In the daily management of type 1 diabetes (T1D), determining the correct insulin dose to be injected at meal-time is fundamental to achieve optimal glycemic control. Wearable sensors, such as continuous glucose monitoring (CGM) devices, are instrumental to achieve this purpose. In this paper, we show how CGM data, together with commonly recorded inputs (carbohydrate intake and bolus insulin), can be used to develop an algorithm that allows classifying, at meal-time, the post-prandial glycemic status (i.e., blood glucose concentration being too low, too high, or within target range). Such an outcome can then be used to improve the efficacy of insulin therapy by reducing or increasing the corresponding meal bolus dose. A state-of-the-art T1D simulation environment, including intraday variability and a behavioral model, was used to generate a rich in silico dataset corresponding to 100 subjects over a two-month scenario. Then, an extreme gradient-boosted tree (XGB) algorithm was employed to classify the post-prandial glycemic status. Finally, we demonstrate how the XGB algorithm outcome can be exploited to improve glycemic control in T1D through real-time adjustment of the meal insulin bolus. The proposed XGB algorithm obtained good accuracy at classifying post-prandial glycemic status (AUROC = 0.84 [0.78, 0.87]). Consequently, when used to adjust, in real-time, meal insulin boluses obtained with a bolus calculator, the proposed approach improves glycemic control when compared to the baseline bolus calculator. In particular, percentage time in target [70, 180] mg/dL was improved from 61.98 (±13.89) to 67.00 (±11.54; p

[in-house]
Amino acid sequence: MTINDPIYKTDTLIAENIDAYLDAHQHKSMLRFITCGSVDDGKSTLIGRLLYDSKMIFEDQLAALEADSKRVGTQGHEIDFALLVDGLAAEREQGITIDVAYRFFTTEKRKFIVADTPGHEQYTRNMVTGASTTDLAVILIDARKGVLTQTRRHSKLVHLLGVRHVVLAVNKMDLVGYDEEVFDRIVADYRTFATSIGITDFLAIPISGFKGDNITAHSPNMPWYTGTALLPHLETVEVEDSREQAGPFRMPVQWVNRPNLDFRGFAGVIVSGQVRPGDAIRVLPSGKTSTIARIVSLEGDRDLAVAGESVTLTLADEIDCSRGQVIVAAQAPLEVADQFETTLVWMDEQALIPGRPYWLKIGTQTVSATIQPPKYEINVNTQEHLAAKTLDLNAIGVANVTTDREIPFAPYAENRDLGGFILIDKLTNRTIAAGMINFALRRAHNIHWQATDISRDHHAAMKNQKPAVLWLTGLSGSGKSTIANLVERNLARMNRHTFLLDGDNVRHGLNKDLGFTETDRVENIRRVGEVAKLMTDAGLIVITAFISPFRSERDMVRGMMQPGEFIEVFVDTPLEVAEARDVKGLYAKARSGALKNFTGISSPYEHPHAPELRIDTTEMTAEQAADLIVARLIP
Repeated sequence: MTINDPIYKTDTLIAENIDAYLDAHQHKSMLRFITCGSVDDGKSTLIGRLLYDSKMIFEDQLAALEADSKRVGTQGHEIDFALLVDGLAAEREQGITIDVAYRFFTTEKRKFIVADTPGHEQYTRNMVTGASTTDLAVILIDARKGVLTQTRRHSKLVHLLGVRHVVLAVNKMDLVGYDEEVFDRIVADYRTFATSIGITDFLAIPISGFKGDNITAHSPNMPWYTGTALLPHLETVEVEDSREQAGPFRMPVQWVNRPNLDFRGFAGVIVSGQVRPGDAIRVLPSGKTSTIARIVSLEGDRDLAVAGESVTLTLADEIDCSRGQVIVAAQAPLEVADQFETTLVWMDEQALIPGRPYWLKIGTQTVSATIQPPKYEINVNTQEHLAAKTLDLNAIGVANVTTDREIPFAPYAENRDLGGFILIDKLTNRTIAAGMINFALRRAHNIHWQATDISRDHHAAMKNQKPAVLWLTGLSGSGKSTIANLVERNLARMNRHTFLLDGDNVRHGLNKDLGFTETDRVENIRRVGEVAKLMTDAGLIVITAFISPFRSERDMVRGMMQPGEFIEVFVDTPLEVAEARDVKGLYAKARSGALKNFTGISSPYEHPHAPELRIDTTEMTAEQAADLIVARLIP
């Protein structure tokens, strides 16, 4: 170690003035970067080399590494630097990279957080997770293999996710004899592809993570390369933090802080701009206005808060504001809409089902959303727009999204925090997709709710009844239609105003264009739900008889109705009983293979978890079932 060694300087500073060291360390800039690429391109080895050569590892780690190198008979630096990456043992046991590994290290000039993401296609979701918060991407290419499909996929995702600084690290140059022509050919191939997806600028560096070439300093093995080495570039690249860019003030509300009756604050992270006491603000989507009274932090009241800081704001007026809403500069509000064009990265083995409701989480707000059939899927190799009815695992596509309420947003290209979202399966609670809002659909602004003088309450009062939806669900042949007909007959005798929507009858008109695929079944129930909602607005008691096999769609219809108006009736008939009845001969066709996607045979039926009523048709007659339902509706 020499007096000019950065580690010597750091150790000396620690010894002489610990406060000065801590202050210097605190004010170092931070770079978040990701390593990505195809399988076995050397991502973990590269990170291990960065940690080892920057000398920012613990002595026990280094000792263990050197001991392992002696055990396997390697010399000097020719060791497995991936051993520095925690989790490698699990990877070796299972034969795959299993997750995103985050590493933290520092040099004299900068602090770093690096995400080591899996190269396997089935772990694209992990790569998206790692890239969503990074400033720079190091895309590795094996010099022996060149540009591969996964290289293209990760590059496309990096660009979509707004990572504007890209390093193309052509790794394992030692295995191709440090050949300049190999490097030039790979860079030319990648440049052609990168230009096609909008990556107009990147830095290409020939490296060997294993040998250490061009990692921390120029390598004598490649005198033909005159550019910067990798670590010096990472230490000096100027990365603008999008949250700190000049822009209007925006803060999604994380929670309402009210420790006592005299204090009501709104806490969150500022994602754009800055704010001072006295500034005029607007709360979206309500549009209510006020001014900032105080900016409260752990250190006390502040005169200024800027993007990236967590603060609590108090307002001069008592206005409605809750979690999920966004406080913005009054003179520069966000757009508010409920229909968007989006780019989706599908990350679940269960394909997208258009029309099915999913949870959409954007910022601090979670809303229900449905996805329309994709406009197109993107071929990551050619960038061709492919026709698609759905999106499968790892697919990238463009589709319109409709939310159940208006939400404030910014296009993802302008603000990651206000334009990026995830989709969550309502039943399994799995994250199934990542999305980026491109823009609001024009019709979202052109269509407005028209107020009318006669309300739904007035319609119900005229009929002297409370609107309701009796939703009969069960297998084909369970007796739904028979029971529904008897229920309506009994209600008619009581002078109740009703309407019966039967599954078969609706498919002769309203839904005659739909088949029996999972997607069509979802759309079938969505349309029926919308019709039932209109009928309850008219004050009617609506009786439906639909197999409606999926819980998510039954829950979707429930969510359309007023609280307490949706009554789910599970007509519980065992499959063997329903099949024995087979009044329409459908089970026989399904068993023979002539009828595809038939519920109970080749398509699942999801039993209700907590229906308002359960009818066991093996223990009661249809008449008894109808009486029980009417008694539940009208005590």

< 0.01) without increasing hypoglycemia.
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